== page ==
Until January 2018 I read very few books with most of my reading material coming from articles on the Internet! However I’ve enjoyed reading books throughout 2018 and regular reading is something I am going to continue.
Not surprising that most of these have been travel books… I tried a couple of ‘chick lit’ type fiction books but didn’t really find them too inspiring or exciting. For me, they were a bit of a slog to get through and I could take them or leave them.
This is the full list:
Kamikazi Kangaroos! 20,000 Miles Around Australia. One Van, Two Girls… And An Idiot by Tony James Slater
Just Off For A Walk (South West Coast Path) by Stephen Reynolds
No Wrong Turns: Cycling the World, Part One: Paris to Sydney by Chris Pountney
Travels with Rachael: In Search of South America by George Mahood
Balancing on Blue (Appalacian Trail) by Keith Foskett
The Long and Whining Road (around the world by camper van) by Simeon Courtie
Neither Here Nor There by Bill Bryson
Lone Rider (female motorcycle around the world) by Elspeth Beard
High and Low (hiking around Scotland) by Keith Foskett
Together by Julie Cohen
Five Years From Now by Giovanna Fletcher
Moods of Future Joys: Around the World by bike Part 1 by Alastair Humphreys
What Happened That Night by Sheila O’Flanagan
The Little Princess by Casey Watson
Thunder and Sunshine: Around the World by bike Part 2 by Alastair Humphreys
Cycling the World Part 2: Into the Sunrise, Sydney to Mori by Chris Pountney
Grand Adventures by Alastair Humphreys
Walk Sleep Repeat by Stephen Reynolds
Step by Step: The Life in my Journeys by Simon Reeve
It’s on the Meter: One taxi, Three Mates and 43,000 Miles of Misadventure Around the World by Paul Archer and Johno Ellison
My Life with Che by Aleida March
The Bolivian Diary by Ernesto Che Guevara
I enjoyed all of the adventure books which makes up most of this list! Books with real people having amazing adventures around the world from Keith Foskett’s long distance hiking to journey’s in camper vans, motorbikes and even a taxi! In particular I would recommend Simon Reeve’s book (no. 19) and the Alastair Humphreys cycle adventure books. These were the well written exciting books I found hard to put down although all have given me plenty of inspiration for future adventures!
Book read: The Bolivian Diary by Ernesto Che Guevara
This book was compiled from the notes Che Guevara made during his final mission before he was captured and executed by the Bolivian army. It is a first hand account of the progress Che and his team of revolutionaries made through the Bolivian jungle as Che attempted to ‘find recruits’ i.e. enlist the help of peasants in an attempt to overthrow the Bolivian government.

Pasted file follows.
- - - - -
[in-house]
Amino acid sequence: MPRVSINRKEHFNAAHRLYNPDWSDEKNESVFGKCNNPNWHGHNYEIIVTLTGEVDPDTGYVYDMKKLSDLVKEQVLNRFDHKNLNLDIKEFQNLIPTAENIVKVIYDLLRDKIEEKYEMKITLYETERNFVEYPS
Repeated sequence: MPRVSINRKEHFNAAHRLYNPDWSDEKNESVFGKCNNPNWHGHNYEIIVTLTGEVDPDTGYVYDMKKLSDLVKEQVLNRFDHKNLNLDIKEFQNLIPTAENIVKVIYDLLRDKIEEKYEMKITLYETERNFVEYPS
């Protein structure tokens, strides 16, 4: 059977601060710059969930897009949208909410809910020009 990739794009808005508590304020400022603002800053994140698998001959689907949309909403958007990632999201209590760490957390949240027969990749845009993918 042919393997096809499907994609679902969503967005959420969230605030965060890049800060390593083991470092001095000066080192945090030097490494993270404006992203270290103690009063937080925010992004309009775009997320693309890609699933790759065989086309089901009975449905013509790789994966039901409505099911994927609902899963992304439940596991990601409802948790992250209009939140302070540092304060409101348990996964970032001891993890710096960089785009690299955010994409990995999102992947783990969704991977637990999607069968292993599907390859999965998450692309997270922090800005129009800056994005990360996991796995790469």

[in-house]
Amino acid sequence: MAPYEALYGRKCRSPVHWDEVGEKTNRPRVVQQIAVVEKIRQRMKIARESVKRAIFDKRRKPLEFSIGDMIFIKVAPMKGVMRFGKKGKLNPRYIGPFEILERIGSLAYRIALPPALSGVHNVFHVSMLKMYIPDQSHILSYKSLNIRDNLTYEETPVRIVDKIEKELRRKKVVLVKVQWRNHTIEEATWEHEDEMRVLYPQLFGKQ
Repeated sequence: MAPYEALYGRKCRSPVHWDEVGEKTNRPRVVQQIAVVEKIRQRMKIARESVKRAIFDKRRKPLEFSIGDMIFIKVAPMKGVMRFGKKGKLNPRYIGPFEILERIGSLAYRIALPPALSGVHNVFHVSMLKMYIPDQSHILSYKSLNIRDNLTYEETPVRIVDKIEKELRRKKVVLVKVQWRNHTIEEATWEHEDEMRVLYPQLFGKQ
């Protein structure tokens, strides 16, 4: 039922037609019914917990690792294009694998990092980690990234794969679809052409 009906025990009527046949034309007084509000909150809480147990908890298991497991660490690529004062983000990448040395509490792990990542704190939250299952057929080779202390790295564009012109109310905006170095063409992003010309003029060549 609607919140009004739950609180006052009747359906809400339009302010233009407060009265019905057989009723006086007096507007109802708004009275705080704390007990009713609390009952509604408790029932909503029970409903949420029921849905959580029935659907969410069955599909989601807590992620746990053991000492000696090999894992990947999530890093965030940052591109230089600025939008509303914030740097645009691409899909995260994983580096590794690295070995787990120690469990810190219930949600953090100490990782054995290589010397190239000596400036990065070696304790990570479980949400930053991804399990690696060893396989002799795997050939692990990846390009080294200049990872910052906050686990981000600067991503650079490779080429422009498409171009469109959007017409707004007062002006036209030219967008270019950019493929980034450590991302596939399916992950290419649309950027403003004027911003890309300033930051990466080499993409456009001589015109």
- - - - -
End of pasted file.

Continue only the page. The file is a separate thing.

Che provides an incredible insight into the tough daily life they led. From his own perspective Che notes the health issues including dealing with his own asthma and lack of medical supplies, the hunger and thirst and tactics to avoid capture.
The book ends abruptly on 7th October 1967 with Che’s final diary entry… it leaves a chill as you know this was the moment just before he was captured…
From a personal perspective I found this another inspiring and slightly life shaping book. Us westerners moan and complain about the slightest little discomfort: “It’s 11:30 and I’m starving… is it nearly lunchtime?” or “I got soaked to the skin” when walking in the rain back to their warm comfy home and hot bath; or “I could never sleep in a tent”… a small waterproof tent with a few beers and a sleeping bag for a weekend is a luxury compared with sleeping under trees in a jungle in the rain for months on end with little food; insects biting you; foreign armies trying to shoot you and having to spend the next day tired and exhausted as you continue your trek with soaking kit and damp clothes…
Good effort with 3 books read within the last month 🙂
Book number 19
Book read: Step by Step: The Life in my Journeys by Simon Reeve
An awesome book from TV presenter Simon Reeve and possibly my favourite book so far this year. Simon gives an honest account of his incredibly interesting life and he opened my eyes to important global issues.
Simon comes from a modest ‘normal’ background where he grew up in West London with his teacher father, mother and his younger brother. He describes his difficult teenage years where he left school with few qualifications, battled with depression and basically didn’t feel he had much hope in his life.